Dean Utrecht University School of Economics (USE): Erik Stam
The Utrecht University School of Economics, U.S.E. is the youngest department of Utrecht University and the youngest School (department, faculty) of Economics in the Netherlands. The department of economics might be relatively new (founded in 2003), but economics is not that new to Utrecht University. Already in 1636, the year that Utrecht University was established, the first PhD student in Economics arrived. In that year, Justus Kriex applied for a PhD with a study on profiteering (‘woekerrente’) for the poor. Inequality and a real-world perspective were already prominent in Economics at Utrecht University at that time! There was no Economics department, so he applied for a PhD at the newly established Faculty of Law.
It took a few centuries before economics got more institutional recognition, with the establishment of the first chair in Political Economy, in 1815 at the Faculty of Law. This is before other well-known universities, including Oxford (1825) and Cambridge (1828) established a chair in economics. Economics has had many connections to other disciplines at Utrecht, as is also reflected in the first Economics Nobel Prize winner from Utrecht University, Tjalling Koopmans (1975 Prize). He studied mathematics and physics at Utrecht in 1927-1933.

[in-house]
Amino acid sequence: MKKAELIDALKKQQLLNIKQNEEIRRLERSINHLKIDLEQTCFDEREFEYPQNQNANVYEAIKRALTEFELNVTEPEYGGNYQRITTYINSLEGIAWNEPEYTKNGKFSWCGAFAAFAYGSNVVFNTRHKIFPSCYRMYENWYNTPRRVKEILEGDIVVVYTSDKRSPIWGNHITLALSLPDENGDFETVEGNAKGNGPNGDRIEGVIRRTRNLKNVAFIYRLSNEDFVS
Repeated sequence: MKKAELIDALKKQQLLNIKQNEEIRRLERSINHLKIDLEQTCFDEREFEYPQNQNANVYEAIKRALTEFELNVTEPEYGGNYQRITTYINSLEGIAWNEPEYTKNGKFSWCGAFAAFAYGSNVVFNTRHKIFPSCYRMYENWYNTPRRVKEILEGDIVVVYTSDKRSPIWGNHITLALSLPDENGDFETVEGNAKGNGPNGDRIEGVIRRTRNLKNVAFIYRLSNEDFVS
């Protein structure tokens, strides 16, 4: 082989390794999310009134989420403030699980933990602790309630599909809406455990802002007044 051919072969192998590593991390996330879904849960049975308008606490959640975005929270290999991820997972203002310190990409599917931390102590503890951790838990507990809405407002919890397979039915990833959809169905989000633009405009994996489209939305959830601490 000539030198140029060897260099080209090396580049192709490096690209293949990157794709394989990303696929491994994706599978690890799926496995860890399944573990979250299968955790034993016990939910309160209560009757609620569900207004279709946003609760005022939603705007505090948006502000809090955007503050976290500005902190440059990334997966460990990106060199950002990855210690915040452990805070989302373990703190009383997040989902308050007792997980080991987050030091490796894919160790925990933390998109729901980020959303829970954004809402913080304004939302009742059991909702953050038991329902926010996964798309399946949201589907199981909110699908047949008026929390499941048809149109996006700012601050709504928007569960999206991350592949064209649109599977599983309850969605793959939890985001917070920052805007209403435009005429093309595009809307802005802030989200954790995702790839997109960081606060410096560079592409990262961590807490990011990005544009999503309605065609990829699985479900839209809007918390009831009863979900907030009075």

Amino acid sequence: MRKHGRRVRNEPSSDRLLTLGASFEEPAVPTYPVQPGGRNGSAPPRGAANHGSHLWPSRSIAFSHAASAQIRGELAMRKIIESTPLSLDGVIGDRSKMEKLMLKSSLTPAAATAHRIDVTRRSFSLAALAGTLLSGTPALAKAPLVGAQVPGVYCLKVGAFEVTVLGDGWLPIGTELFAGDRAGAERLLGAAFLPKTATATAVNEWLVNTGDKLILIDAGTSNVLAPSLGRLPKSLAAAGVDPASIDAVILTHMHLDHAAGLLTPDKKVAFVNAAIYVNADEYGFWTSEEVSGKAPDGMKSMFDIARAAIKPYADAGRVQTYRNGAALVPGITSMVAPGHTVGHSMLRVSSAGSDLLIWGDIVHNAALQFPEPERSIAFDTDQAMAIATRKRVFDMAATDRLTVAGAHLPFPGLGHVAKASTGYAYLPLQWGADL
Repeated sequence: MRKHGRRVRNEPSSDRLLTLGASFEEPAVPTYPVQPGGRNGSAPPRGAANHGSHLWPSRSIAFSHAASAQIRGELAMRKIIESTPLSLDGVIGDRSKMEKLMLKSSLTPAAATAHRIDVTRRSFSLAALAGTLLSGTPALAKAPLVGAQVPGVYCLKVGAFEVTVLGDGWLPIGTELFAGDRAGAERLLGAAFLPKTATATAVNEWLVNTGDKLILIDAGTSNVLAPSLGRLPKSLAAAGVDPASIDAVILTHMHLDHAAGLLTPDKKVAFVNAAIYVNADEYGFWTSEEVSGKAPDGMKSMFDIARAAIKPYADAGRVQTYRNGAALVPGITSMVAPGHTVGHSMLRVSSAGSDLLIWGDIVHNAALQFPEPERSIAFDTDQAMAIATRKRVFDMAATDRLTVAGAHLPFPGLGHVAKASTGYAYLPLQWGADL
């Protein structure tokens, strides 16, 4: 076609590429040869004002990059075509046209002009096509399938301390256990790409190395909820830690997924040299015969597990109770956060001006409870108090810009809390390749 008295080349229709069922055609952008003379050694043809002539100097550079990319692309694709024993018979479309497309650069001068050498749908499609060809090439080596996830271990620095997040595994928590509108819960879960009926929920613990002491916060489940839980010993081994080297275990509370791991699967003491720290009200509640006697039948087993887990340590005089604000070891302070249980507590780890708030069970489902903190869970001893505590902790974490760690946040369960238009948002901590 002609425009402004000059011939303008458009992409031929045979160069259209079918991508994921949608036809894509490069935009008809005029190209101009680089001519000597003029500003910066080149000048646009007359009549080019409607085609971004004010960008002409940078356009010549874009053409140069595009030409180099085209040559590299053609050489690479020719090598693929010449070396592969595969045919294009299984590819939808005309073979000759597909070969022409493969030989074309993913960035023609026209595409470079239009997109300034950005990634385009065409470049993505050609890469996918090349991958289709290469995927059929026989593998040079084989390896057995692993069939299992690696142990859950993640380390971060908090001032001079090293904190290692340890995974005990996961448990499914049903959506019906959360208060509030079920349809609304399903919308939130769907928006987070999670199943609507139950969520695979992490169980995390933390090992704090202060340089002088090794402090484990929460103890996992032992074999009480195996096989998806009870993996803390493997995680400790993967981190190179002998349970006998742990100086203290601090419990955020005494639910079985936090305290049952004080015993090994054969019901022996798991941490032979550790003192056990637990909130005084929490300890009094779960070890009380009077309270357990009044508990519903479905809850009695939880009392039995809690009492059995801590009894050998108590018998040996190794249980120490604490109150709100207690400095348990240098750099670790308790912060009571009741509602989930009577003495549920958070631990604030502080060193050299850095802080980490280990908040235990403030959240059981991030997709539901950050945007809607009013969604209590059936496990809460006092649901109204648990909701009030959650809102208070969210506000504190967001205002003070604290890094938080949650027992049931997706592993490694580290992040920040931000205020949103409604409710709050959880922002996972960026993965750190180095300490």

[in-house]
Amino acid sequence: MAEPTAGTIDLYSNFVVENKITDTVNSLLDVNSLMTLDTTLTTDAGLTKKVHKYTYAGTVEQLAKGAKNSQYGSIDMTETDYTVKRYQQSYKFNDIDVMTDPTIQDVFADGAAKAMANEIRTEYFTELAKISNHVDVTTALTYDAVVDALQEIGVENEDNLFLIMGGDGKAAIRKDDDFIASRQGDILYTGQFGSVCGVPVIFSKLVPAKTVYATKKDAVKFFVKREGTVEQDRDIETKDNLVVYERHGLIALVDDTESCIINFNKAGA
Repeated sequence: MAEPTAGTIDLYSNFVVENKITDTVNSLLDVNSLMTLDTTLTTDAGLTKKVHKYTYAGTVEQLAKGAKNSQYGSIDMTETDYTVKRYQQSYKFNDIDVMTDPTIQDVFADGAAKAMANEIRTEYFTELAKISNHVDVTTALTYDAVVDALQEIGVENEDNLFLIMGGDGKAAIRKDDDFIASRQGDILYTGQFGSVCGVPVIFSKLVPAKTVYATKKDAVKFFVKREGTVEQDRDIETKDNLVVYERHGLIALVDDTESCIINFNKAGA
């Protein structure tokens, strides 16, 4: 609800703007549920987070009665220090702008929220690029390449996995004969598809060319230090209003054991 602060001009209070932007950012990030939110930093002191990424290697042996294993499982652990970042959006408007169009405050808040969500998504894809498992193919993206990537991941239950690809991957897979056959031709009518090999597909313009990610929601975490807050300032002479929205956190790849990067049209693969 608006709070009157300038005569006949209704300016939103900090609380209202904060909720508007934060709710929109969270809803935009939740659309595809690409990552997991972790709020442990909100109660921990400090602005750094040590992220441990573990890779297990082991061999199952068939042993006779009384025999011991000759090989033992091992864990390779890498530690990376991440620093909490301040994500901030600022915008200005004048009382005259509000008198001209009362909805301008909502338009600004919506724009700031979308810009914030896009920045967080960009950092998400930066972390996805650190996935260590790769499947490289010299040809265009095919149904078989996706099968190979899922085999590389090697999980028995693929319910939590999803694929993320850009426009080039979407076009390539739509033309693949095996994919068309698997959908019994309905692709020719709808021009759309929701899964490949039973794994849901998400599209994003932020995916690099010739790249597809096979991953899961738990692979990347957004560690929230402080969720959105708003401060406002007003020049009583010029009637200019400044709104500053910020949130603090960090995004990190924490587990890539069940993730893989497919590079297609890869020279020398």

In 1992 the Faculties of Law, Geography, Social Sciences and History joined forces to establish the economics combination program Utrecht (ECU’92, the name of the study association for Economics students at Utrecht University). It took about ten years to establish Utrecht University’s Economics Faculty, which was celebrated with its 0 lustrum in 2003. Over the last decades there has been a consistent focus on enriching economics with other disciplines in order to better solve economic problems.
We continue the Economics legacy at Utrecht with a U.S.E. that contributes to an economy where people flourish, by taking a broad view on welfare and its causes. We aspire to be an internationally renowned school of economics, with scientifically rigorous and societally relevant research and education. We enrich economics with other disciplines to better solve problems and identify opportunities, from a business and government point of view: the real-world perspective. Well-being, cooperation, innovation and curiosity are our core values.